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Israel’s UBQ Materials Raises $70 million to make ‘plastics’ from recycled waste

UBQ’s tech could really help with climate change as all that waste would otherwise harm the environment.


UBQ In Operation – from Blog post

UBQ Materials, an Israeli climate tech startup that develops advanced materials from waste, has raised $70 million in funding, led by Eden Global Partners. Additional investors include TPG Rise Climate, TPG’s Rise Fund, Battery Ventures, and M&G’s Catalyst strategy. The company has now raised $240 million.

Climate change is real and the world is clearly getting hotter. Waste disposal uses a great deal of energy, adding to greenhouse gases. And as biodegradables like food break down, they release greenhouse gasses. So using this to make plastics and other things will keep that from happening and put the energy used in its disposal to better use making things.

The investment will support UBQ’s global expansion, including the construction of new facilities in Europe and North America. UBQ’s first industrial-scale facility, located in Bergen Op Zoom, Netherlands, is scheduled to open soon. The new facility will have an annual production capacity of 80,000 tons of UBQ, converting 104,600 metric tons of waste annually into a new raw material.

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UBQ is a sustainable thermoplastic material that can be used to replace oil-based plastics in a wide range of applications. UBQ is made from unsorted waste, including all organics, and is both climate-positive and highly recyclable.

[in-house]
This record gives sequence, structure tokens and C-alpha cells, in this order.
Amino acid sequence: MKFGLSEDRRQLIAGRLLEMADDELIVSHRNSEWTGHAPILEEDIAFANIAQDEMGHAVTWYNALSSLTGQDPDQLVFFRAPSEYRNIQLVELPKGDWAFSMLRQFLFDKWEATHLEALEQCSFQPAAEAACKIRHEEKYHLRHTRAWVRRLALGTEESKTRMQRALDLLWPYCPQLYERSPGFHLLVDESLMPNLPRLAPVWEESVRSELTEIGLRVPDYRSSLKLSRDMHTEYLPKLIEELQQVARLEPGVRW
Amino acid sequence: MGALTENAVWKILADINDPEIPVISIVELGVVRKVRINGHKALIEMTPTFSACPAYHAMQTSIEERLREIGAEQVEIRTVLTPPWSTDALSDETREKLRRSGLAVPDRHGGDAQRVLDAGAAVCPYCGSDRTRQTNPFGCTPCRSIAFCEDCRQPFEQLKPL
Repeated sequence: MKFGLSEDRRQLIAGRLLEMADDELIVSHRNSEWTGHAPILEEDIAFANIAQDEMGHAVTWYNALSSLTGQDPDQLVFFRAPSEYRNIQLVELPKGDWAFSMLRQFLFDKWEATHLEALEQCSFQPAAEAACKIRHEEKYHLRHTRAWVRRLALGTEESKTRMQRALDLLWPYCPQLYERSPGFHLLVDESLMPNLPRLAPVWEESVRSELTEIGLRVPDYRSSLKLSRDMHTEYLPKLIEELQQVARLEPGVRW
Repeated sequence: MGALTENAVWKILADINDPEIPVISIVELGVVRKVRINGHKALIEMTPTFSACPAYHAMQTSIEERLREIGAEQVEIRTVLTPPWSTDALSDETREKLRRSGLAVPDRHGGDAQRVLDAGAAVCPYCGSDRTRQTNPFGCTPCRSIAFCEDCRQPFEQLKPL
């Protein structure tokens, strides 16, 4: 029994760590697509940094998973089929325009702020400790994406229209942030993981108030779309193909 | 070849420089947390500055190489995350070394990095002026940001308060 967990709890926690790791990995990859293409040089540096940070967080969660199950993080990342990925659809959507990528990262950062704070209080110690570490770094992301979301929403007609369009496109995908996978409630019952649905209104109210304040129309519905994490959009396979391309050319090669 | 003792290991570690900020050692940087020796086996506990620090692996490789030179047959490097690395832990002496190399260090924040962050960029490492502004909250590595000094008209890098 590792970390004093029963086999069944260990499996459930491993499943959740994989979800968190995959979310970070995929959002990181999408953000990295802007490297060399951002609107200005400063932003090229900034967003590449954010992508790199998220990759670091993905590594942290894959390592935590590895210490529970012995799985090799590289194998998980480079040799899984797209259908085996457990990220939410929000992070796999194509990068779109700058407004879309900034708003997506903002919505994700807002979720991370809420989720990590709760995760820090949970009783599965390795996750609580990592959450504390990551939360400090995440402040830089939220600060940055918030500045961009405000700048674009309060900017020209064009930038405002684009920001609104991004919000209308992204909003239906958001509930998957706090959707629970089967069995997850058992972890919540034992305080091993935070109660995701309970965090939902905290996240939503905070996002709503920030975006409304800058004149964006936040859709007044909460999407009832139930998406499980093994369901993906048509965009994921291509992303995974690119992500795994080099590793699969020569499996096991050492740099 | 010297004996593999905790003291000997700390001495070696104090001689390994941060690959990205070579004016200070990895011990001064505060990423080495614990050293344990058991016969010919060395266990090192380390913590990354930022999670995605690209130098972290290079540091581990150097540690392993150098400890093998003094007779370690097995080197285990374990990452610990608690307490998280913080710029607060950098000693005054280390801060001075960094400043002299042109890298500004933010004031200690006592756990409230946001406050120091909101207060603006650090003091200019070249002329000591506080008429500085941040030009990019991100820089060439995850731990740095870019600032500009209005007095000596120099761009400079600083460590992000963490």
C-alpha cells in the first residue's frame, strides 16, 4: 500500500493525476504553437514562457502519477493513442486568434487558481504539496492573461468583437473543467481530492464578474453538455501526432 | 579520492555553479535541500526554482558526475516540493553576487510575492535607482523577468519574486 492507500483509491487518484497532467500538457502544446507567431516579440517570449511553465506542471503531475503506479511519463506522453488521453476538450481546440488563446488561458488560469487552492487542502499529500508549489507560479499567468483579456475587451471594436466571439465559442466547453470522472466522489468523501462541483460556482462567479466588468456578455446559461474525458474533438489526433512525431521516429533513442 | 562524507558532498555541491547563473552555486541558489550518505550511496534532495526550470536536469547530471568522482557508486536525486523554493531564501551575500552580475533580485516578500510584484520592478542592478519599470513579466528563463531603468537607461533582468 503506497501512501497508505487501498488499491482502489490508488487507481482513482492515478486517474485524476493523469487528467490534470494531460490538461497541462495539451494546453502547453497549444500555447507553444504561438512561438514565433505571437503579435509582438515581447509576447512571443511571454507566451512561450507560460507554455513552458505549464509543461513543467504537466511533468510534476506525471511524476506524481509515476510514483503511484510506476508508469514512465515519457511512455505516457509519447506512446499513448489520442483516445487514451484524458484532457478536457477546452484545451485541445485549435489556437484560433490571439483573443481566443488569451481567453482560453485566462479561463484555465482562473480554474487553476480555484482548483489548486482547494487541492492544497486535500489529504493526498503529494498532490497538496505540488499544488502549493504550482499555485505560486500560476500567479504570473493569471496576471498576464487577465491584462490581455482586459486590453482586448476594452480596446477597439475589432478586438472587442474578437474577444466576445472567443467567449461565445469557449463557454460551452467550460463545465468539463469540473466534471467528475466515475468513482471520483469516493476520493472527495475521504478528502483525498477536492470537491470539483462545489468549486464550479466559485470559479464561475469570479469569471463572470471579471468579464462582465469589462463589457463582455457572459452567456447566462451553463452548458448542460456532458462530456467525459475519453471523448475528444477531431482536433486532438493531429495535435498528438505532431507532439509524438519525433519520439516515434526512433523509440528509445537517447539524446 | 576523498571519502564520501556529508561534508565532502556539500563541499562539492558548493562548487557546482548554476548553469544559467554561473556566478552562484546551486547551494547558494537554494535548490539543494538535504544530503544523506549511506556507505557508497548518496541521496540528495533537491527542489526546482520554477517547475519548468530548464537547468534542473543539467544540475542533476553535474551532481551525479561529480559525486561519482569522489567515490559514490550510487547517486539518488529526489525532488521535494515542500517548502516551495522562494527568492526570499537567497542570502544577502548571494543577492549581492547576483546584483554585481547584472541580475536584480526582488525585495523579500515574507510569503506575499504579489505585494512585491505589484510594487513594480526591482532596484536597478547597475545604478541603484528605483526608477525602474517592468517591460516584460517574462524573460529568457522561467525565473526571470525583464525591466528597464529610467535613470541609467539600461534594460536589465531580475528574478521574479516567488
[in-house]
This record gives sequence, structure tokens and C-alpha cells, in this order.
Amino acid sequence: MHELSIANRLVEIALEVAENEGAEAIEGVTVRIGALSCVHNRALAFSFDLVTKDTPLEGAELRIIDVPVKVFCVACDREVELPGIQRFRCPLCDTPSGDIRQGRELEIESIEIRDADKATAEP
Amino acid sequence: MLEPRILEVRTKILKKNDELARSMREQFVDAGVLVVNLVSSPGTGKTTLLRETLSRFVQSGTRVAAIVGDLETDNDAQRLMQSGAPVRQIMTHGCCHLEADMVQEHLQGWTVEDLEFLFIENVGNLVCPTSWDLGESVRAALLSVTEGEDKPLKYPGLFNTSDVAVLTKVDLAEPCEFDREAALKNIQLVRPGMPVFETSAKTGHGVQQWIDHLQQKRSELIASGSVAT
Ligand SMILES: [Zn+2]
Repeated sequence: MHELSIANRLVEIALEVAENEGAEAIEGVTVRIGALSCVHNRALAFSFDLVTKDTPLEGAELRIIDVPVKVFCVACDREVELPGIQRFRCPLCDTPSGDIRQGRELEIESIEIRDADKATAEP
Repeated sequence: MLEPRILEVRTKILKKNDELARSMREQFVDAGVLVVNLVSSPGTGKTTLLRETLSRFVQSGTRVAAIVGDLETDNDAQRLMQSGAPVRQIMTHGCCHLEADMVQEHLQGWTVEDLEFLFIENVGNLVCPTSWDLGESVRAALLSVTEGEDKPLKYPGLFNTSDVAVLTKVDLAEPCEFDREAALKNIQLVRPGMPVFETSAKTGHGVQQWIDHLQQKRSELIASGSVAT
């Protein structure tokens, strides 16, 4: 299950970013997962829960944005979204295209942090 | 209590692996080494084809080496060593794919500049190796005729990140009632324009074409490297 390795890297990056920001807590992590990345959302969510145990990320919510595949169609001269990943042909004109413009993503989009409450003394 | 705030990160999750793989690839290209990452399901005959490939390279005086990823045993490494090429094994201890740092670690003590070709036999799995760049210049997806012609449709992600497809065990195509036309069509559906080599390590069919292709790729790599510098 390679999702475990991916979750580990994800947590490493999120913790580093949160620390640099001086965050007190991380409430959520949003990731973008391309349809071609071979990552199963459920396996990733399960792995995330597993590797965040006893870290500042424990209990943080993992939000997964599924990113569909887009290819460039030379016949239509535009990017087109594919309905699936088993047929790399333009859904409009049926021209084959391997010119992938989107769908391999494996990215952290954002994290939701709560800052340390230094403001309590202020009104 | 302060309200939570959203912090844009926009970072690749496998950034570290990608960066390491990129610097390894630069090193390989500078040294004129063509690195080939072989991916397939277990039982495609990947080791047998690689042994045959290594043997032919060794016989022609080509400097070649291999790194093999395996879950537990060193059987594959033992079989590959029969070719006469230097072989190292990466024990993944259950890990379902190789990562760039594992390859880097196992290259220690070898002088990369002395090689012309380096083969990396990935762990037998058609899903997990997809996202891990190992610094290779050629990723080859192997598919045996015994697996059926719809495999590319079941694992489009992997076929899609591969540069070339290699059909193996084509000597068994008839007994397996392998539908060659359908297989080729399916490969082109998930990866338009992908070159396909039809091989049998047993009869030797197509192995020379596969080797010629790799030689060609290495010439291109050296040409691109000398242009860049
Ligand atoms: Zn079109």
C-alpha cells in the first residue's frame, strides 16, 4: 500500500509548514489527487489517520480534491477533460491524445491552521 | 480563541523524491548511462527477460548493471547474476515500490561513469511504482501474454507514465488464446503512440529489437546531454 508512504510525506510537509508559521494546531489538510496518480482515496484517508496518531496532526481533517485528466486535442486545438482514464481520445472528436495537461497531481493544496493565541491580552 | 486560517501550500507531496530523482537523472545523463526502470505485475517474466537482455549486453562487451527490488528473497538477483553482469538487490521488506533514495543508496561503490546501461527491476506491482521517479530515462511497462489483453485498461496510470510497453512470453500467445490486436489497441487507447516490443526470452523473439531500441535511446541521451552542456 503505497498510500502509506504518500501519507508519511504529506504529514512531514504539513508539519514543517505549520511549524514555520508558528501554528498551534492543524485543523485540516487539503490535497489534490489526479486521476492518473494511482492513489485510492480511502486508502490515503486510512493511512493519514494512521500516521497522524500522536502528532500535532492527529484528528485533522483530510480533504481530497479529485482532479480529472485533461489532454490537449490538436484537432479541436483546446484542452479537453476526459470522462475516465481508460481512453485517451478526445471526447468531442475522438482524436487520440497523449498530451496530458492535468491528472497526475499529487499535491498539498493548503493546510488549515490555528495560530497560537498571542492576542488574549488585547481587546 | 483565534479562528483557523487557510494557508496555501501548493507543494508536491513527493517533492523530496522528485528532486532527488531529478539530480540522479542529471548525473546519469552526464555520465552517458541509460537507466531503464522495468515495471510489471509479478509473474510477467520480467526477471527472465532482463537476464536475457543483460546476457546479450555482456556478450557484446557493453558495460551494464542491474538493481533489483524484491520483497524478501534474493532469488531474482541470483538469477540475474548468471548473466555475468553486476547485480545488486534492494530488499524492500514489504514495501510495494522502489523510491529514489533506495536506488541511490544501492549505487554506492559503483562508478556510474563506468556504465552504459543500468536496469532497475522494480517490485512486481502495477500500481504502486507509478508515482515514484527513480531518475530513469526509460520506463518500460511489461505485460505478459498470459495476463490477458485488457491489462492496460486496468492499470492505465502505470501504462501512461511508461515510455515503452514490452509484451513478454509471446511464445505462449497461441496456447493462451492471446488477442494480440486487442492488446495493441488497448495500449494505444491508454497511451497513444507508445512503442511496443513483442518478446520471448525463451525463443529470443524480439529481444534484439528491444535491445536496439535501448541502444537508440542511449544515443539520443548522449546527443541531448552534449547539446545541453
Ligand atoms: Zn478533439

UBQ can be used alone or in combination with conventional oil-based resins to offset the overall carbon footprint of final products in industries such as construction, automotive, logistics, retail, and even 3D printing. UBQ is a climate-positive material made from unsorted waste, including all organics. It can be used to replace oil-based plastics in a wide range of applications, such as automotive parts, construction materials, and packaging.

UBQ Materials’ bio-based thermoplastic, UBQ, serves as a sustainable alternative to fossil-based plastics. UBQ Materials converts residual household waste diverted from landfills or incineration, including all organics, into an advanced thermoplastic material that is both climate-positive and highly recyclable. Leading industry brands have already integrated UBQ™ into durable and semi-durable products such as car parts, footwear, pallets, display stands, panels, planters, with customers including Mercedes-Benz, PepsiCo, and McDonald’s.

UBQ explained that over 3 billion tons of municipal solid waste (MSW) are expected to be produced annually by 2050. Current approaches to waste management, such as landfilling and incineration, contribute to climate change. Landfills are the third largest human source of methane, a greenhouse gas 84 times more powerful than carbon dioxide over 20 years. Incineration emits 1.7 kg CO2eq for every kilogram of MSW incinerated.

Every kilogram of UBQ replaces 1 kg of oil-based plastic, diverts 1.3 kg of waste from landfills and incinerators, and prevents up to 11.7 kg of CO2eq emissions measured over a 20-year time horizon, boasts the company.

“UBQ as a sustainable material option can have a huge impact – but only with mass adoption. This means building UBQ facilities on a world-scale, which requires significant expansion and funding,” said Albert Douer, Co-CEO and Chairman of UBQ Materials. “Adding Eden Global Partners to our heavy-hitting investor list fuels our rapid growth trajectory as we continue to invent new material solutions that will expand humanity’s ability to use waste as a raw material.”



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